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Food Chemistry

Food Chemistry 102 (2007) 436444 www.elsevier.com/locate/foodchem

Recent developments in instrumental analysis for food quality


Mu Andre ller, Hans Steinhart
*

University of Hamburg, Institute of Biochemistry and Food Chemistry, Department of Food Chemistry, Grindelallee 117, D-20146 Hamburg, Germany Received 24 October 2005; received in revised form 1 March 2006; accepted 6 March 2006

Abstract The denition of food quality has to be discussed in regard of changes of consumer expectations, legislative needs and new developments in instrumental analysis. The production process has to be controlled by fast new methods based on physical, chemical or increasingly biochemical/immunological principles. New chromatographic, immunological and mass-spectrometric methods allow the detection of trace amounts of residues/contaminants, allergens, trans-fatty acids and other undesired ingredients for food surveillance. Addition ally, analysis of new metabolic pathways in nutritional research is of increasing interest, giving evidence for positive health eects of minor food ingredients such as omega-3 fatty acids, isoavones or conjugated linoleic acids. Most recent eorts in mass-spectrometric, biochemical and online/at-line methods for analysis of allergenicity, residues/contaminants, trans-fatty acid and for determination of identity and geographic origin of food are presented. 2006 Elsevier Ltd. All rights reserved.
Keywords: Food quality; Mass-spectrometry; Allergens; Contaminants; Residues; trans-Fatty acids; Genetically modied organism

1. Introduction The term quality is dened according to DIN ISO 9000 as the totality of features relevant to the ability of a product to fulll its requirements (International Organization for Standardization, 2005). However, the concept of food quality should be considered on a much broader basis as the dierent demands of the manufacturer, the consumer, the surveillance and the legislative bodies must be taken into account in order to obtain healthy and safe products without neglecting the economic and ecological issues associated with food quality. Therefore, food should not be evaluated solely on its safety and its nutritional value but also on its sensory, technological and even ideological (e.g., food of biodynamic origin) or religious value (e.g., Kosher food). The consumer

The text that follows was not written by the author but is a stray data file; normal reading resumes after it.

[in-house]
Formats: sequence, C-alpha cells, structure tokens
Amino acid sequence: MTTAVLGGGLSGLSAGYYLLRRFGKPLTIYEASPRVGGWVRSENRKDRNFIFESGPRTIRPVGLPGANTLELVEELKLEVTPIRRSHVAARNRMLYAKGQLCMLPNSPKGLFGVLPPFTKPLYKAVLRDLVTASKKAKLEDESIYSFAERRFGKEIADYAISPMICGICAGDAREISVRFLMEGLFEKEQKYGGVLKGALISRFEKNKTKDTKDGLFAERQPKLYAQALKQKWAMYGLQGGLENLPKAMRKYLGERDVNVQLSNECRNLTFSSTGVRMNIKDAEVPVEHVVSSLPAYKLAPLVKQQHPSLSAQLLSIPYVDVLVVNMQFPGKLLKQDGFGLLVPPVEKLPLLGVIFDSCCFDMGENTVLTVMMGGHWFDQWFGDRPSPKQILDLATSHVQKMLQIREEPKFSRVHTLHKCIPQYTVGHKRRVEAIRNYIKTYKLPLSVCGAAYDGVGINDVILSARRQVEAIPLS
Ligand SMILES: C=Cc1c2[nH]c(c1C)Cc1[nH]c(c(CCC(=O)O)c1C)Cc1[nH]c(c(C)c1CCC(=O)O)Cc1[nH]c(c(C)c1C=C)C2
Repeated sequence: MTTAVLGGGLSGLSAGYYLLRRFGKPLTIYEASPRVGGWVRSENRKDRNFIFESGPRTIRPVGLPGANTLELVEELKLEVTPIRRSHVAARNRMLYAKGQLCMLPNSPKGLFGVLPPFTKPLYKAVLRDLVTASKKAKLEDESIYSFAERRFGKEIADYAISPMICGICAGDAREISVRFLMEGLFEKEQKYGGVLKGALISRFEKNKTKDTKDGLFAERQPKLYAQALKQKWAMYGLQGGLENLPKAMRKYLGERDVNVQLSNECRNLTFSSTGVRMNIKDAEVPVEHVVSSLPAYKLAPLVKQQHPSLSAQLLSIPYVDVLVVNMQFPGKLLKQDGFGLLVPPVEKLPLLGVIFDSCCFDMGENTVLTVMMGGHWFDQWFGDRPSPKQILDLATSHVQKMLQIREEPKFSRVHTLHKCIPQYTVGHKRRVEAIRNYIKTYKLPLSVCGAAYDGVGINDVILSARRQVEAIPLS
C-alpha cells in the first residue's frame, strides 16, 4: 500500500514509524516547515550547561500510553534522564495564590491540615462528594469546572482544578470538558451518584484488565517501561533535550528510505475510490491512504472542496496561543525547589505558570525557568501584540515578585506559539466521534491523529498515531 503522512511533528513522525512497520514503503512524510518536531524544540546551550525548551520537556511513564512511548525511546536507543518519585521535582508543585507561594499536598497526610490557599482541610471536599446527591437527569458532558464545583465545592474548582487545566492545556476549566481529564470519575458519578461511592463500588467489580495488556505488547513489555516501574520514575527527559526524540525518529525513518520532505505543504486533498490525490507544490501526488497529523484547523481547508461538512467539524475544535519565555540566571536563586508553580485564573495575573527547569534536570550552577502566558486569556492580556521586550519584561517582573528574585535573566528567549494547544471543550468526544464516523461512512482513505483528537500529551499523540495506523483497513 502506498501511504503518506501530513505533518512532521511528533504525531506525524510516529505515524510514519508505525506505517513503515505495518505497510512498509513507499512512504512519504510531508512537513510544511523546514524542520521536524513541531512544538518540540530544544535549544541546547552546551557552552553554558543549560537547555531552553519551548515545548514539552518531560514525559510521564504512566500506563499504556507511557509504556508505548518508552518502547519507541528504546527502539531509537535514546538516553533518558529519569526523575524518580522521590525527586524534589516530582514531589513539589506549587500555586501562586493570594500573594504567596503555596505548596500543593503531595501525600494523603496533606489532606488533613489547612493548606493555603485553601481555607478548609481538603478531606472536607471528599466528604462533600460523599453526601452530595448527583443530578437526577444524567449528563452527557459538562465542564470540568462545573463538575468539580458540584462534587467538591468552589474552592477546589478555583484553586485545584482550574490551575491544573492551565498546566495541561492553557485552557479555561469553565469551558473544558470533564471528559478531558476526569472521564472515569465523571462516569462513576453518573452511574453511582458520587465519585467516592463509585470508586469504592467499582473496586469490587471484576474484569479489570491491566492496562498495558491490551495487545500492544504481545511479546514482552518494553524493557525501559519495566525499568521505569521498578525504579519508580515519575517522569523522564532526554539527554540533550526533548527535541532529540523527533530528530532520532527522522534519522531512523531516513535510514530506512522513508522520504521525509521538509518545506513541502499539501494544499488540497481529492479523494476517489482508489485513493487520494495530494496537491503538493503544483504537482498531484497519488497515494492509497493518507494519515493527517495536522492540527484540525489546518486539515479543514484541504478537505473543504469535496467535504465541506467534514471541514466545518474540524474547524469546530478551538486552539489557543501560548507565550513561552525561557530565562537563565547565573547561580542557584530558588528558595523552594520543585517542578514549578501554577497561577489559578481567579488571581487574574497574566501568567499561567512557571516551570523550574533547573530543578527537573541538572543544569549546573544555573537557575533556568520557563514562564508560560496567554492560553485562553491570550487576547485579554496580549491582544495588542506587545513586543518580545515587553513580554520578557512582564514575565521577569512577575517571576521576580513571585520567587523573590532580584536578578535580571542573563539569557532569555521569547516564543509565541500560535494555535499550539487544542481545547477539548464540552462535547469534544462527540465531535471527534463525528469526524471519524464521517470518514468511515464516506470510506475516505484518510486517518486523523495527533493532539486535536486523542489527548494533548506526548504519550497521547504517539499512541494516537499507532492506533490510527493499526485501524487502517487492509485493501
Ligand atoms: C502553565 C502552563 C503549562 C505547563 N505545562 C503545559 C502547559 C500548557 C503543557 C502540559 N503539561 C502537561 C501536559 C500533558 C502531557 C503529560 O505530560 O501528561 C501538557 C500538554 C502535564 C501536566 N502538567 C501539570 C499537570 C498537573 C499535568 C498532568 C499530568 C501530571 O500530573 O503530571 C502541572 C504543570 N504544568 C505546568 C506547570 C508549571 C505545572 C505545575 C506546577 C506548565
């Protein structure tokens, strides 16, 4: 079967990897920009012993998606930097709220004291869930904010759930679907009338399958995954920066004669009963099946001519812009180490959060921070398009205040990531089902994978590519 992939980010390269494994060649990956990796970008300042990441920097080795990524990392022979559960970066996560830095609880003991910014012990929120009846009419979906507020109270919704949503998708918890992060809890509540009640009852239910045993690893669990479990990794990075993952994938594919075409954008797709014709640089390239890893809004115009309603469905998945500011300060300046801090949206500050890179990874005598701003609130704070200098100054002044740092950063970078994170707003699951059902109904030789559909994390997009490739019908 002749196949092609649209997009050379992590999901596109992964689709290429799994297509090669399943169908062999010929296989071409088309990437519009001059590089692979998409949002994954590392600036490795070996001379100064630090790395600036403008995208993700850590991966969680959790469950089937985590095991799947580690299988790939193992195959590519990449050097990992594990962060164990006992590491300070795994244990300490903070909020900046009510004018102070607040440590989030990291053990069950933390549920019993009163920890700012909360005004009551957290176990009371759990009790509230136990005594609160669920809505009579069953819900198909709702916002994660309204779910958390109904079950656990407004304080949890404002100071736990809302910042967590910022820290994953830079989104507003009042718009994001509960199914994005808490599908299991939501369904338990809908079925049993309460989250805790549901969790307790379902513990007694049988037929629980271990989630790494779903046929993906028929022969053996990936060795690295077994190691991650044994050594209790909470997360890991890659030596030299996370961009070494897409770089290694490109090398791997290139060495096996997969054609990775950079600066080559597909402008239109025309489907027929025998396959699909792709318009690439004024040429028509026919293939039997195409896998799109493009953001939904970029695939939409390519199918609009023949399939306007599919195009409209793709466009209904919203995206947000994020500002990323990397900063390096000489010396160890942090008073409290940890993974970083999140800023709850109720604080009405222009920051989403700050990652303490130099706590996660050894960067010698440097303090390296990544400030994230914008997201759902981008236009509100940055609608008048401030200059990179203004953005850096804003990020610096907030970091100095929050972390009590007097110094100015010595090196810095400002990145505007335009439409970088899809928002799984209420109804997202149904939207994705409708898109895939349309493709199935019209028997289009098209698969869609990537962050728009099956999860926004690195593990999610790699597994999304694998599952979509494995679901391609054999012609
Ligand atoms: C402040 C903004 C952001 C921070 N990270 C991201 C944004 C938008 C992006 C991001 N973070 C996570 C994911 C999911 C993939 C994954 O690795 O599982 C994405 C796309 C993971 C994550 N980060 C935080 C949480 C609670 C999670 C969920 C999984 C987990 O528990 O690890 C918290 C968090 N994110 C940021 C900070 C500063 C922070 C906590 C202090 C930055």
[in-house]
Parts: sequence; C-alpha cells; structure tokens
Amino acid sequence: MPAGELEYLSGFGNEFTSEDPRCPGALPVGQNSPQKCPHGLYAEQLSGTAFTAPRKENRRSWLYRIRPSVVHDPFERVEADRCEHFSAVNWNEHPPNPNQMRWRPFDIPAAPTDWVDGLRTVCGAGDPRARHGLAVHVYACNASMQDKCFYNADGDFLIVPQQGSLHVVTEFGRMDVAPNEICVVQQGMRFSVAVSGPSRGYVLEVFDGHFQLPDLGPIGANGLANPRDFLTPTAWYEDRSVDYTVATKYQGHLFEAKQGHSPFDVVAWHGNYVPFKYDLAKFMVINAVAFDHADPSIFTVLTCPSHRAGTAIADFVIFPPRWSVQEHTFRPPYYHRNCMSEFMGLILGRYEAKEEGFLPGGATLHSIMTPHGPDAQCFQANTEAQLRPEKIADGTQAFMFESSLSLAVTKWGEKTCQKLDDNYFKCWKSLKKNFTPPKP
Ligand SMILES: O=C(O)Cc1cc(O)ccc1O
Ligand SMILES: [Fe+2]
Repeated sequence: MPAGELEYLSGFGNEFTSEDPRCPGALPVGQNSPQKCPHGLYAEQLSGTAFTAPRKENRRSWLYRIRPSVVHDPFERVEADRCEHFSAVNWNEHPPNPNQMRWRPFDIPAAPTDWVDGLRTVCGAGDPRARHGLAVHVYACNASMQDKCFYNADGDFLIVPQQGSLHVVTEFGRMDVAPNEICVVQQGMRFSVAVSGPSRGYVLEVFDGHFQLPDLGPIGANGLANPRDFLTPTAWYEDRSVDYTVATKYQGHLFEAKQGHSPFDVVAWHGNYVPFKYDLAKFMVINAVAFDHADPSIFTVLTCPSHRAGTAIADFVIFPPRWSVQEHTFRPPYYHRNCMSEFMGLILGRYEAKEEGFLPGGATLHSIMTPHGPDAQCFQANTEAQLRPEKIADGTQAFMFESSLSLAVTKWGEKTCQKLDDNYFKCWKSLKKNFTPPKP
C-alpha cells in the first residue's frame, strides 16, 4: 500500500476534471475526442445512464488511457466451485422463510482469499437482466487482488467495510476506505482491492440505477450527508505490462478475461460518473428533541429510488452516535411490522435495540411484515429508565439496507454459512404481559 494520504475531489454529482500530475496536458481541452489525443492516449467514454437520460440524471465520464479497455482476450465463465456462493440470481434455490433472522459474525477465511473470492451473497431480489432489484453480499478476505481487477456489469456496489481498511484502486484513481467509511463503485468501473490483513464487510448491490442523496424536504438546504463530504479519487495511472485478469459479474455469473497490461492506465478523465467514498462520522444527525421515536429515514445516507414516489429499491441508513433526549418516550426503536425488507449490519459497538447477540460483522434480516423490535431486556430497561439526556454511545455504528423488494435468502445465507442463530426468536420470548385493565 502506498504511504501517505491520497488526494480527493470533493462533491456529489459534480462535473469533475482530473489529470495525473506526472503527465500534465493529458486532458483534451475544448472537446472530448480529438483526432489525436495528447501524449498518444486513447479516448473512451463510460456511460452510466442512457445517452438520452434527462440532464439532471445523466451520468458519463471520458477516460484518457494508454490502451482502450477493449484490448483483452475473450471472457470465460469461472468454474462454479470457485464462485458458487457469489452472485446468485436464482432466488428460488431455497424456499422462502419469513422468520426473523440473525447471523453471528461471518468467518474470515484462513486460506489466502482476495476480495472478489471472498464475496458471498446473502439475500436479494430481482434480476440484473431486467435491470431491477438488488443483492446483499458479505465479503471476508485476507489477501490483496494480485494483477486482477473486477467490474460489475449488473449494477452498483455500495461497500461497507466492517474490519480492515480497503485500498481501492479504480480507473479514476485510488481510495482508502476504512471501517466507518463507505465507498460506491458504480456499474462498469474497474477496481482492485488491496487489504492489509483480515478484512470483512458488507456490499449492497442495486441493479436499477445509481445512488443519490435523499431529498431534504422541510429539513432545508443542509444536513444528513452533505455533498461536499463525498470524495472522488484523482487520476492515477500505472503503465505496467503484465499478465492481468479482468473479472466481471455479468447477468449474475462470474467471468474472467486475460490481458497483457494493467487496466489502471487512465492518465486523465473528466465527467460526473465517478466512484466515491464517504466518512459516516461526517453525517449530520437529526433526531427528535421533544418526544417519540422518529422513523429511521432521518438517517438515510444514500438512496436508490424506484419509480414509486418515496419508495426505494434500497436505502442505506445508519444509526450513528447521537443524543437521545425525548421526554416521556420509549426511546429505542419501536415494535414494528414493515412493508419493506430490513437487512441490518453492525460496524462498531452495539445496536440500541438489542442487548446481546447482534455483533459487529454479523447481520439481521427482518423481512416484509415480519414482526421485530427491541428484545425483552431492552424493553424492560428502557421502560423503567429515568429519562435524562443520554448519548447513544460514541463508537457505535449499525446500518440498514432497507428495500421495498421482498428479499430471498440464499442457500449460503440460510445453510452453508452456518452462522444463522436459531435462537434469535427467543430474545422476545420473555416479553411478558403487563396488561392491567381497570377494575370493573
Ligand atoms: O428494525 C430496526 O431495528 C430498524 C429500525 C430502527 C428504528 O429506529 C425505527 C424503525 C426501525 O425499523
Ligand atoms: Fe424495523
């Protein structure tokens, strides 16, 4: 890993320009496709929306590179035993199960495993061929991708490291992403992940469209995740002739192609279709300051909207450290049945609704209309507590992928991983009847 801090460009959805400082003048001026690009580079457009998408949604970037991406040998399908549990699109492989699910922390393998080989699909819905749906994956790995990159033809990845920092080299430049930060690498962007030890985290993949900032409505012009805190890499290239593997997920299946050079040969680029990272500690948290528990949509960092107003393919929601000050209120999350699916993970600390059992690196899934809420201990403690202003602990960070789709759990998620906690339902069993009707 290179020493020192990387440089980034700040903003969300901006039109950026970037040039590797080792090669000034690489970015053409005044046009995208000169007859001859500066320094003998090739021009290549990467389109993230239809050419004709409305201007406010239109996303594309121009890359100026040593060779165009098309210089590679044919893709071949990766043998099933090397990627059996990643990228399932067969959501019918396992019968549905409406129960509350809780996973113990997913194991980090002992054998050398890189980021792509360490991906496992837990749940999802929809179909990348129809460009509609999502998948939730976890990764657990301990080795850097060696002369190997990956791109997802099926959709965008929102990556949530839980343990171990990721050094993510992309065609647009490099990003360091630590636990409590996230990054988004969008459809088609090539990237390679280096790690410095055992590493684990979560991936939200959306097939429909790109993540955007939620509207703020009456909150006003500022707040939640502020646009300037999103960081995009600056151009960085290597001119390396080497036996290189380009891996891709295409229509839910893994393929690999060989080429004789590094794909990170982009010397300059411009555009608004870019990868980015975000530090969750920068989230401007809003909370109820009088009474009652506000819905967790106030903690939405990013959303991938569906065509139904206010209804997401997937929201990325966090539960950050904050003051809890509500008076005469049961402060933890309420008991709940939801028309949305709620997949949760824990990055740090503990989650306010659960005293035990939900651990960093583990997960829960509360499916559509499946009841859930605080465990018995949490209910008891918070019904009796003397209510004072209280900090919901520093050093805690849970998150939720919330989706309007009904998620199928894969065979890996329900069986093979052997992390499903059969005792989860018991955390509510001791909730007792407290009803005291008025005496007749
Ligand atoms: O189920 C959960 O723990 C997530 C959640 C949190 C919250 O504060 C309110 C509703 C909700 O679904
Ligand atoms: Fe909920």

DOI of original article: 10.1016/j.foodchem.2006.03.014 This article was previously published in Food Chemistry 101/3, pp. 11361144 and is reproduced again here to complete the Special Issue. * Corresponding author. Tel.: +49 40 42838 4356; fax: +49 40 42838 4342. E-mail address: hans.steinhart@chemie.uni-hamburg.de (H. Steinhart).
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wants healthy products with high nutritional value with regard to macronutrients like proteins, carbohydrates, fats and ber as well as minor nutrients as vitamins and trace elements. These products should also be superior in taste, avor and texture. Thirdly, as consumer behavior is changing constantly just as society is, people also tend to favor prepackaged food for convenient preparation and food with a long shelf life. Allergens, contaminants and residues, trans-fatty acids, genetically modied organisms (GMO) are, for the consumer, catch words that are generally regarded as designating undesired components in food but unfortunately cannot be totally avoided by the manufacturers. Although these undesired components bear with them an underlying risk, avoiding microbial contamination is a far more important issue in ensuring food safety and food quality (WHO, 2002). All these factors add upto an ideal concept of food quality as presented in Fig. 1. At the very least, eort has to be expended on maximizing nutritional value and food safety but the economic success of a product is surely also aected by other factors like (irrational) consumer expectations. Additionally, as nutritional research is gaining in importance, new analytical methods enable on the one hand the analysis of biochemi-

0308-8146/$ - see front matter 2006 Elsevier Ltd. All rights reserved. doi:10.1016/j.foodchem.2006.10.015